The author is an entrepreneur who wrote the books “The Peso Exchange Rate: Why Are We So Poor?” and “The Philippine Economy: Do Our Leaders Have A Clue?” This article was published in the Philippine Daily Inquirer.
WE MEASURE the size of a company by its assets, net worth or sales.
We measure how big an economy is by its gross domestic product, exports or foreign reserves.
How does one measure the size of the financial markets?
Fortune’s top 500
Here is an interesting series of statistics from Fortune’s Top 500 corporations in the United States. (Source: http://money.cnn.com/magazines/fortune/fortune500/2007/ full_list/.)
In 1955 Fortune’s top 50 included only companies, which produced goods and services in the real economy.
In this list, not a single bank or financial intermediary appears. Neither in the top 500.
Here is a sampling of the top 50 companies in 1955: General Motors, Exxon, US Steel, DuPont, Bethlehem Steel, AT&T, Kraft, Goodyear, RCA, Firestone, Uniroyal, Alcoa, Wilson, United Technologies, American Can, Rockwell Automation, Eastman Kodak, Armco.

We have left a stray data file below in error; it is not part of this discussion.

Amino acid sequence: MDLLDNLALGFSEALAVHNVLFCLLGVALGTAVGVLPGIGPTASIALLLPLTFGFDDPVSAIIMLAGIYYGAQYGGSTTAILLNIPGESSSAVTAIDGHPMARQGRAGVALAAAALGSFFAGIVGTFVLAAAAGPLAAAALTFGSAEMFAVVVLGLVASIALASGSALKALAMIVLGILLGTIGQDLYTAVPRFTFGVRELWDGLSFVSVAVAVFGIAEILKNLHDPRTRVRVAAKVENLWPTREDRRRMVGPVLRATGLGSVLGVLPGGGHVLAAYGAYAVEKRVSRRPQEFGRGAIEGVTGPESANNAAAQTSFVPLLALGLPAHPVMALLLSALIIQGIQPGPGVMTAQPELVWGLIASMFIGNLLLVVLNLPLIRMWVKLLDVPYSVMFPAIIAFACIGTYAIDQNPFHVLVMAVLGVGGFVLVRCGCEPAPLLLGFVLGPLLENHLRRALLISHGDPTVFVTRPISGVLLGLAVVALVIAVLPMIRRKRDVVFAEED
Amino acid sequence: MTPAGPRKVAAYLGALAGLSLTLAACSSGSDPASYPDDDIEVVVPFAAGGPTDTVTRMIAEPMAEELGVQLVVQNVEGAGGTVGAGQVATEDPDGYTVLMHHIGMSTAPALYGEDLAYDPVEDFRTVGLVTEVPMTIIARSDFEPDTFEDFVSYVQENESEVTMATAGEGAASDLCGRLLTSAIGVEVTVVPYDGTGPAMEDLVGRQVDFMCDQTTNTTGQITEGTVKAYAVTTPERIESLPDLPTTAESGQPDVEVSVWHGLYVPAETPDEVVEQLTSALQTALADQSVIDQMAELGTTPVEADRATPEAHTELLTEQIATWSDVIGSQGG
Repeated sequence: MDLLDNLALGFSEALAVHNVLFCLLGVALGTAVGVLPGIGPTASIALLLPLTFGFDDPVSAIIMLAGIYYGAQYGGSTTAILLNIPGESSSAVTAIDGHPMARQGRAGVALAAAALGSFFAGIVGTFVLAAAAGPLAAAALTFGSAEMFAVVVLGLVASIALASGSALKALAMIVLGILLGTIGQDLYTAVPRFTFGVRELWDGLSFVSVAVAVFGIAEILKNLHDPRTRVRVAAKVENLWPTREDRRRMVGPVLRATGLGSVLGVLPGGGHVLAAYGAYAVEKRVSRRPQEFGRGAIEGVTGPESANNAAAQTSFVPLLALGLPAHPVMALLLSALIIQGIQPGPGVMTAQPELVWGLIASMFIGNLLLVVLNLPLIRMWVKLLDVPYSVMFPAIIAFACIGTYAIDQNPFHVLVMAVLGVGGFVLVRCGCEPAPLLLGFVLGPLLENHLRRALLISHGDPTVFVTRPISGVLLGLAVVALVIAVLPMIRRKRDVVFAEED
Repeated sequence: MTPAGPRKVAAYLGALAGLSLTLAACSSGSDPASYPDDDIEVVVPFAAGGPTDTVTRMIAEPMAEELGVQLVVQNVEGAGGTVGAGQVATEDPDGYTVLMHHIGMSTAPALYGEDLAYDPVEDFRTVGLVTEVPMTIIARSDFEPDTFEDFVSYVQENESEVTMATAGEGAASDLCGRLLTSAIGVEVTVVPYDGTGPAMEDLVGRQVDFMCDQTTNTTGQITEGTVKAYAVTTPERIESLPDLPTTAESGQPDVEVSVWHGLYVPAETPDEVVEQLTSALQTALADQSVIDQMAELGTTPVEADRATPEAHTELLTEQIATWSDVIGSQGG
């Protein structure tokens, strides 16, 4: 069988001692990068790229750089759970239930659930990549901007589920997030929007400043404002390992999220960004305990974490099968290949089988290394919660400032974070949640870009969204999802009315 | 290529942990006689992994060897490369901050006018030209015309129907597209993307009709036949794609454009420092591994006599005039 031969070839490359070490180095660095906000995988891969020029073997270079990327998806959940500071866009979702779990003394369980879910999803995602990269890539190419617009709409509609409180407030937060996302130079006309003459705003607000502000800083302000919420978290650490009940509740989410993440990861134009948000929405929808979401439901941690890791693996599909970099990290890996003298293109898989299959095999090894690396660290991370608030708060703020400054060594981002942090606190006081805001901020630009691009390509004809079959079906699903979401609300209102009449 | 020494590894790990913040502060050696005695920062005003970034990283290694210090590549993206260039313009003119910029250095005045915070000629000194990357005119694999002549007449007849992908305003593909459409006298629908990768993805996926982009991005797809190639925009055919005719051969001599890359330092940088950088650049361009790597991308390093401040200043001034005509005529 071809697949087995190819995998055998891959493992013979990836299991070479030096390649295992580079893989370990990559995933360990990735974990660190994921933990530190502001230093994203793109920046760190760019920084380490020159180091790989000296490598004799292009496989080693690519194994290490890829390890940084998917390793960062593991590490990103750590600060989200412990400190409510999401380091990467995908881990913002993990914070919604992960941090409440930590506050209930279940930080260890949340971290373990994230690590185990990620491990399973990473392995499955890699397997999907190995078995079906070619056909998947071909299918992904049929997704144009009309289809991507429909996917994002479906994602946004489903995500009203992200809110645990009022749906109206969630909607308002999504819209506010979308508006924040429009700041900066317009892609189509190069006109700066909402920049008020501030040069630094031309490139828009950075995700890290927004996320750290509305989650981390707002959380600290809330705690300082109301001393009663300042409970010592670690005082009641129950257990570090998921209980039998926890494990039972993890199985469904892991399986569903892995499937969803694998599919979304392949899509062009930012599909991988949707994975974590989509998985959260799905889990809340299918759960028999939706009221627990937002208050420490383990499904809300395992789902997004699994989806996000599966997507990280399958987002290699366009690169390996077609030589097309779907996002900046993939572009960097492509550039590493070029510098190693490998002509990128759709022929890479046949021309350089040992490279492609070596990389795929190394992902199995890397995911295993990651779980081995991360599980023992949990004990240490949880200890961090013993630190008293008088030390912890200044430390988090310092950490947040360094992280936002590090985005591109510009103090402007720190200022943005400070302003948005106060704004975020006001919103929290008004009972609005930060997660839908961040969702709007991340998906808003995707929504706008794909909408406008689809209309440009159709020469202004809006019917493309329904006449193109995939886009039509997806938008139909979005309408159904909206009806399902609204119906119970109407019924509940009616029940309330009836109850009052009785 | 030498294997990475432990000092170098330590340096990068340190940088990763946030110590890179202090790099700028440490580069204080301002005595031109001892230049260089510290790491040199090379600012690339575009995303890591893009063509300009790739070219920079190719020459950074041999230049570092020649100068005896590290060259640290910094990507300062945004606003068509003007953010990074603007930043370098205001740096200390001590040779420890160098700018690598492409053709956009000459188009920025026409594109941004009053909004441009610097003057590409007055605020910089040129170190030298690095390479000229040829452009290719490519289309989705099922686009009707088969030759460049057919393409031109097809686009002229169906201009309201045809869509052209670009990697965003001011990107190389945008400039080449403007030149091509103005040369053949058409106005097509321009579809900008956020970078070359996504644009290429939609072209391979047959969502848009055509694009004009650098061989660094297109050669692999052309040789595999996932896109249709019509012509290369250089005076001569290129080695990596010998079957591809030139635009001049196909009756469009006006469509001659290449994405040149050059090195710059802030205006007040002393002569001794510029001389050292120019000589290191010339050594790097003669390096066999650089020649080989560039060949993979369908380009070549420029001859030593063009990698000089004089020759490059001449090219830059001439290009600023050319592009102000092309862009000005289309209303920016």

Many of these names no longer register in front page news.
The first time a financial markets operator appears in the Fortune top 50 corporations was in 1995 when Citigroup ranked number 37. That is 13 years ago.
Let us consider 2007 records. In this year the list of the Fortune top 50 corporations includes the following 13 financial operators: Citigroup (ranked No. 8), Bank of America (9), AIG (10), JP Morgan Chase (11), Berkshire Hathaway (12), Morgan Stanley (20), Merrill Lynch (22), Goldman Sachs (24), MetLife (37), Wells Fargo (41), Wachovia (46), Lehman Brothers (47) and Freddie Mac (50).
That is 13 out of 50!
Give another 10 years and we will see the figure reversed. Grant another 20 years and the top 50 corporations may likely all be financial operators.
History is truly more fascinating than fiction.
Read on (in .pdf, 5pp.).